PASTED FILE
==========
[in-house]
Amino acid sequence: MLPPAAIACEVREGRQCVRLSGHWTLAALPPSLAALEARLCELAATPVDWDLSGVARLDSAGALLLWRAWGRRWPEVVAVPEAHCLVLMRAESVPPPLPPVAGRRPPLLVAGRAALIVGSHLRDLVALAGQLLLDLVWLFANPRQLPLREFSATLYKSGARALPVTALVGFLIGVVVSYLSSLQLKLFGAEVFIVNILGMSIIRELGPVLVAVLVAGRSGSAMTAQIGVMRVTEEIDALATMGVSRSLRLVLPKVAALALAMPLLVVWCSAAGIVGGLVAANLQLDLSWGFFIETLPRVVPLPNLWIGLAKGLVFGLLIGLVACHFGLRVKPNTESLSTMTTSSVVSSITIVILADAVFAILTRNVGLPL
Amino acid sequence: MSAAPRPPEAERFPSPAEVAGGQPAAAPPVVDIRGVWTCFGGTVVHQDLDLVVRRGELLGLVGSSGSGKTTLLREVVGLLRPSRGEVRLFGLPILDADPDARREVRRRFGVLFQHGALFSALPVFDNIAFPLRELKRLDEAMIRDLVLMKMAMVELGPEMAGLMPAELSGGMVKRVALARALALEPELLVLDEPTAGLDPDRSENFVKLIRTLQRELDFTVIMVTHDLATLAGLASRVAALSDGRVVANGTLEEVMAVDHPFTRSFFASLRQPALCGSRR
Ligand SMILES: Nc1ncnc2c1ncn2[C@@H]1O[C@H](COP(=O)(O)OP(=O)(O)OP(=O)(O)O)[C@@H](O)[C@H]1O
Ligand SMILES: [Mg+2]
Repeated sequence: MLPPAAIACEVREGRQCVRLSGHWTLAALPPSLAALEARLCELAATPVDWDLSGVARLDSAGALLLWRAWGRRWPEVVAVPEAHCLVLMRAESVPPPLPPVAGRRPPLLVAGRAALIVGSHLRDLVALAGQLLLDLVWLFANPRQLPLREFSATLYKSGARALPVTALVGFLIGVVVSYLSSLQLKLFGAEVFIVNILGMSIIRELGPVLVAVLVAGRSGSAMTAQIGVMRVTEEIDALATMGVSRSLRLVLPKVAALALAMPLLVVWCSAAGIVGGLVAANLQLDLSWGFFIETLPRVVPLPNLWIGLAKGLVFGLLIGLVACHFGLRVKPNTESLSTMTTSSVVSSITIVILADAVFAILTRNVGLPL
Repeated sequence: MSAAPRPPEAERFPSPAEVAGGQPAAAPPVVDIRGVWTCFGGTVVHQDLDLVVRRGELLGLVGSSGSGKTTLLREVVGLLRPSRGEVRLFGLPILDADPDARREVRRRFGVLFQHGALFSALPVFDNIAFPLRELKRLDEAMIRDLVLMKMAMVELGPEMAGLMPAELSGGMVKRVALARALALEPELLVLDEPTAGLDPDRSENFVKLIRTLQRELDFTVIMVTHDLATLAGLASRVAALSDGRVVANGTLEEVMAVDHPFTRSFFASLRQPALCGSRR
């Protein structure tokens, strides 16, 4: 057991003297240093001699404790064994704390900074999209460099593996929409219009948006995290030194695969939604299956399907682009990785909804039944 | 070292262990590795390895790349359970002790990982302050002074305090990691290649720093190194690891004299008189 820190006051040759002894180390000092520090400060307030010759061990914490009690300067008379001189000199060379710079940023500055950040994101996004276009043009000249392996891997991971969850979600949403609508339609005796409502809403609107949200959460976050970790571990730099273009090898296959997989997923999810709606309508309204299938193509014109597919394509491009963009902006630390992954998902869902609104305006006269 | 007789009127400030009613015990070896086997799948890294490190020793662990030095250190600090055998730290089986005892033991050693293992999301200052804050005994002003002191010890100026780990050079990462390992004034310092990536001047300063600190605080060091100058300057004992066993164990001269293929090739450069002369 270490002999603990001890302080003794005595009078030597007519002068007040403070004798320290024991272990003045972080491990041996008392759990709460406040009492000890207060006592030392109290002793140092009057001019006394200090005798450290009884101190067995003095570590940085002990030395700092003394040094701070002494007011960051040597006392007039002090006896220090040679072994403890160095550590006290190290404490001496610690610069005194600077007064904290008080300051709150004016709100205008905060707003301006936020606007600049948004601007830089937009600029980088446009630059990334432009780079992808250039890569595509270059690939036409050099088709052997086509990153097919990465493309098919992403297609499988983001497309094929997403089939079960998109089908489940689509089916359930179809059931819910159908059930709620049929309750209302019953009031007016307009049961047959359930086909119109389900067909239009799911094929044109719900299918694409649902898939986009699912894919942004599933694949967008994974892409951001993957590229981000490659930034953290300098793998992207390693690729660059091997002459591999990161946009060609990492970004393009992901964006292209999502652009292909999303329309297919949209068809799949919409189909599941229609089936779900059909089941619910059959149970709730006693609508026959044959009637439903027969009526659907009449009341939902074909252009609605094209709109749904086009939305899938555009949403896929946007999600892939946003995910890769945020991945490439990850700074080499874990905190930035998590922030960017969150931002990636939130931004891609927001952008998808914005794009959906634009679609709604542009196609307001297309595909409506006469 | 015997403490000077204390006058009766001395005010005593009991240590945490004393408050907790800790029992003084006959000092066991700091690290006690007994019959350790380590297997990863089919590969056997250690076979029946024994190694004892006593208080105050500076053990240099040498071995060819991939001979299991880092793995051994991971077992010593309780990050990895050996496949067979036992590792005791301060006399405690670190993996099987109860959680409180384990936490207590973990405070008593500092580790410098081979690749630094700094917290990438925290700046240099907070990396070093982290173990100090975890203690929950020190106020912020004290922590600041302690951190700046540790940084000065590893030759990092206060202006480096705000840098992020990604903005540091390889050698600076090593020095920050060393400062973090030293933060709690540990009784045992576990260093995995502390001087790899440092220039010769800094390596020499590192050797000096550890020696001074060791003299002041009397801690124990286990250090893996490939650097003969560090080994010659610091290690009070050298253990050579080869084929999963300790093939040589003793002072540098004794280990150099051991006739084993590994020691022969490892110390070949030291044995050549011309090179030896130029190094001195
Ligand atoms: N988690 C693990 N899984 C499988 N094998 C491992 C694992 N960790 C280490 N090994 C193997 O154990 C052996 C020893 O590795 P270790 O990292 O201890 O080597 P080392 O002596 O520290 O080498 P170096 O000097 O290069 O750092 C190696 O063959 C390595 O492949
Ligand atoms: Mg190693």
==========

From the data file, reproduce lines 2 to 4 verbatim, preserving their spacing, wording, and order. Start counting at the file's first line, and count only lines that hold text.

Amino acid sequence: MLPPAAIACEVREGRQCVRLSGHWTLAALPPSLAALEARLCELAATPVDWDLSGVARLDSAGALLLWRAWGRRWPEVVAVPEAHCLVLMRAESVPPPLPPVAGRRPPLLVAGRAALIVGSHLRDLVALAGQLLLDLVWLFANPRQLPLREFSATLYKSGARALPVTALVGFLIGVVVSYLSSLQLKLFGAEVFIVNILGMSIIRELGPVLVAVLVAGRSGSAMTAQIGVMRVTEEIDALATMGVSRSLRLVLPKVAALALAMPLLVVWCSAAGIVGGLVAANLQLDLSWGFFIETLPRVVPLPNLWIGLAKGLVFGLLIGLVACHFGLRVKPNTESLSTMTTSSVVSSITIVILADAVFAILTRNVGLPL
Amino acid sequence: MSAAPRPPEAERFPSPAEVAGGQPAAAPPVVDIRGVWTCFGGTVVHQDLDLVVRRGELLGLVGSSGSGKTTLLREVVGLLRPSRGEVRLFGLPILDADPDARREVRRRFGVLFQHGALFSALPVFDNIAFPLRELKRLDEAMIRDLVLMKMAMVELGPEMAGLMPAELSGGMVKRVALARALALEPELLVLDEPTAGLDPDRSENFVKLIRTLQRELDFTVIMVTHDLATLAGLASRVAALSDGRVVANGTLEEVMAVDHPFTRSFFASLRQPALCGSRR
Ligand SMILES: Nc1ncnc2c1ncn2[C@@H]1O[C@H](COP(=O)(O)OP(=O)(O)OP(=O)(O)O)[C@@H](O)[C@H]1O